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97 Old Roses: Pernetiana Roses.




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This article is from the Rose Gardening FAQ, by Bill Chandler chandler@austin.ibm.com, Jolene Adams jolene@cchem.berkeley.edu, Brent C. Dickerson odinthor@csulf.edu, Karen Baldwin kbaldwin@veribest.com, and many contributors

97 Old Roses: Pernetiana Roses.

Though the new HT's had definite yellow tinges from their Tea
connections, Pernet-Ducher of Lyon, France, wanted to develop a deep
yellow. Experimentation in the 1890's with the difficult to breed with
R. foetida at length brought a cross between it and an old purple-red
HP, `Antoine Ducher'. From this came `Soleil d'Or' of 1900, a rather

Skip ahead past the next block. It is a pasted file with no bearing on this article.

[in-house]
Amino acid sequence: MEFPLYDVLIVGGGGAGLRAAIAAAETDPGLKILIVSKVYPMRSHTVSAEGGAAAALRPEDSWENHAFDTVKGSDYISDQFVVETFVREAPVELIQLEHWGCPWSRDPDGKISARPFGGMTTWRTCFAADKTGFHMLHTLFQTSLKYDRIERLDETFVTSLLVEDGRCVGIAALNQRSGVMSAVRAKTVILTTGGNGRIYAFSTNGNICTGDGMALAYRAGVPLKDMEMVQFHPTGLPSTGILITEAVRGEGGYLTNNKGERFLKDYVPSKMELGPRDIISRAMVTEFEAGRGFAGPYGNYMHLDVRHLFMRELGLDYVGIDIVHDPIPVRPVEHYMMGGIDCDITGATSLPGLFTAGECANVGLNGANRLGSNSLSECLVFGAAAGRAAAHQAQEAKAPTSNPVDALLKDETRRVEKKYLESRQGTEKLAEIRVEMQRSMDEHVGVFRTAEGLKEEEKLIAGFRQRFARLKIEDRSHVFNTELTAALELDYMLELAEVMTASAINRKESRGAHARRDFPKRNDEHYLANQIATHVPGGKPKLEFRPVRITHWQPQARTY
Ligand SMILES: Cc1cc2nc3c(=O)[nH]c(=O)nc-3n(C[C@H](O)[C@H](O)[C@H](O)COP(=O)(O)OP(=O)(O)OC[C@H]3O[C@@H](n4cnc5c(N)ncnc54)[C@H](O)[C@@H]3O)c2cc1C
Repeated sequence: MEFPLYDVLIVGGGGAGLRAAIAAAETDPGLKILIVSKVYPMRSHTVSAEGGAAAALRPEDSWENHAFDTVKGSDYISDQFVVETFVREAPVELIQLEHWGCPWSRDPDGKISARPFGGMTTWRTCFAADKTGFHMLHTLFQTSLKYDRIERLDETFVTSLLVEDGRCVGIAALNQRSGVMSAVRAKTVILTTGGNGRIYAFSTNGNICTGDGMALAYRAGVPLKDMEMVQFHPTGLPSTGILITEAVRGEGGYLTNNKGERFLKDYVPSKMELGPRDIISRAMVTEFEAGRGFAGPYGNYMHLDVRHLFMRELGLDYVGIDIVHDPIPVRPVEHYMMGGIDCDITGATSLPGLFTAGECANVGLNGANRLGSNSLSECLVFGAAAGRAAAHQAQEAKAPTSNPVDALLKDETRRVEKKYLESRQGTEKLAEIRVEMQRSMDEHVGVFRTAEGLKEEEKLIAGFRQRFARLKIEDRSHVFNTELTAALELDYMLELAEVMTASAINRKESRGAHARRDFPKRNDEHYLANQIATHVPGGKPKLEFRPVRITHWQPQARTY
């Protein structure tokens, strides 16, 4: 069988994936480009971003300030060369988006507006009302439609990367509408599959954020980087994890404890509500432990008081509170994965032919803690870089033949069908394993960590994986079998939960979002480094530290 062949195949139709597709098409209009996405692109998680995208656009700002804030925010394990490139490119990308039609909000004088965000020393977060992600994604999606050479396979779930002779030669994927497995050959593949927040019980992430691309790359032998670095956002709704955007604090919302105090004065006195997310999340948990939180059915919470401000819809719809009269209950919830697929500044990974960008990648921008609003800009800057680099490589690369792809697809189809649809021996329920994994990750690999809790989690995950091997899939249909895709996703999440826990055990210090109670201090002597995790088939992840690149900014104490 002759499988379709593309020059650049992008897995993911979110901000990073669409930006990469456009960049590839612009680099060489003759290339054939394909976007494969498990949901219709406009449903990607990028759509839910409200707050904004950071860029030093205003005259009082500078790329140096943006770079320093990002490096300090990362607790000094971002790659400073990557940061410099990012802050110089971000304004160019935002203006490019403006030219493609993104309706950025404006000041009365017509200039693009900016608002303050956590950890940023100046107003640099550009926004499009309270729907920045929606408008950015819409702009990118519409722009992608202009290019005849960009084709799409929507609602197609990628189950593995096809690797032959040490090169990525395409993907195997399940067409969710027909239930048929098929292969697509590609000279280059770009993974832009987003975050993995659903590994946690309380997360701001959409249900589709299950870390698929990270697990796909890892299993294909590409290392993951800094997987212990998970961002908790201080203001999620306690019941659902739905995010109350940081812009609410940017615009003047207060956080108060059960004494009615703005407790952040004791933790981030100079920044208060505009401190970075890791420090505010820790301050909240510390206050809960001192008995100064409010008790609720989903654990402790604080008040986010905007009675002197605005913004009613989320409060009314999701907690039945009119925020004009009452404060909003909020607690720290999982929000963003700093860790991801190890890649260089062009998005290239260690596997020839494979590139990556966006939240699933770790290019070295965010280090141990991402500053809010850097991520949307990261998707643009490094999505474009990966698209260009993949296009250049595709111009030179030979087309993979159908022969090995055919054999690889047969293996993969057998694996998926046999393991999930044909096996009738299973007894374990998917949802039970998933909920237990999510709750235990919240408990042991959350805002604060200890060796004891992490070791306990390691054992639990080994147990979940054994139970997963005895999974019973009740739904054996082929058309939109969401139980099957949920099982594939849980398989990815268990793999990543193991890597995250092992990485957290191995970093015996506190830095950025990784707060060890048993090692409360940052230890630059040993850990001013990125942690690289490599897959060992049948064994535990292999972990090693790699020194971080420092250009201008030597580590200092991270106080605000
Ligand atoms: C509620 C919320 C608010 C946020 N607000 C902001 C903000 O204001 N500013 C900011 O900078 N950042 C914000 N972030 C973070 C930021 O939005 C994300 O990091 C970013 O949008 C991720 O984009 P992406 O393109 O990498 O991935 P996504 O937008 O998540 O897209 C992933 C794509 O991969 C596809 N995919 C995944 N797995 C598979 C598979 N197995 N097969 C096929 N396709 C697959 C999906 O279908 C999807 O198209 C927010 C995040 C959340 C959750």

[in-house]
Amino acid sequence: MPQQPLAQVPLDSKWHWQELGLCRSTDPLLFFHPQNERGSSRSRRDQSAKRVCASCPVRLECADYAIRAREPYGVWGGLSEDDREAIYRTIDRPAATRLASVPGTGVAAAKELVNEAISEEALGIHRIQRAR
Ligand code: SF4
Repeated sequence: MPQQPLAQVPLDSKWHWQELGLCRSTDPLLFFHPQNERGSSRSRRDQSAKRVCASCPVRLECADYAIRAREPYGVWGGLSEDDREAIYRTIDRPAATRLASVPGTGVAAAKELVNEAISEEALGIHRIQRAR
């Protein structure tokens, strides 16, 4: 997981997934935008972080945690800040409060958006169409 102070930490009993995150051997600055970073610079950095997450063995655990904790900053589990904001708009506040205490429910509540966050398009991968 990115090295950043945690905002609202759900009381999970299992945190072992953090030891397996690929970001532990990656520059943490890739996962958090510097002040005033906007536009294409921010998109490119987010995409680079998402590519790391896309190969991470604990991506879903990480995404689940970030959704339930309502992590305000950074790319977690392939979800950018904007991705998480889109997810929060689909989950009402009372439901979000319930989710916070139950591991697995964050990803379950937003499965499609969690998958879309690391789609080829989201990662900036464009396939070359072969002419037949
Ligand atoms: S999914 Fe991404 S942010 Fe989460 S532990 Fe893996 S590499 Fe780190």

difficult-to-grow plant with blossoms of a revolutionary coloration:
gold/pink/saffron/etc., much more pronounced than it had ever been in
the Teas. This cross and its nearer descendants were called "Pernetiana
Roses" in honor of Pernet-Ducher. They are characterized by growth and
health quirks associated with R. foetida (glossy leaves, die-back,
fungal problems). To remedy these problems, and to satisfy what would
be the natural urge, breeders began crossing these Pernetianas with the
Hybrid Teas of the time, producing wild colors in oranges, hot pinks,
bright yellows, flame, apricot . . . By the late 1920's, these two
races had merged to produce the Modern Hybrid Tea of today. `Soleil
d'Or', `Mme. Edouard Herriot', `Los Angeles', `Souvenir de Claudius
Pernet', `Souvenir de Georges Pernet', `Willowmere', `Autumn',
`California', `Arthur R. Goodwin', `Lyon-Rose'.

 

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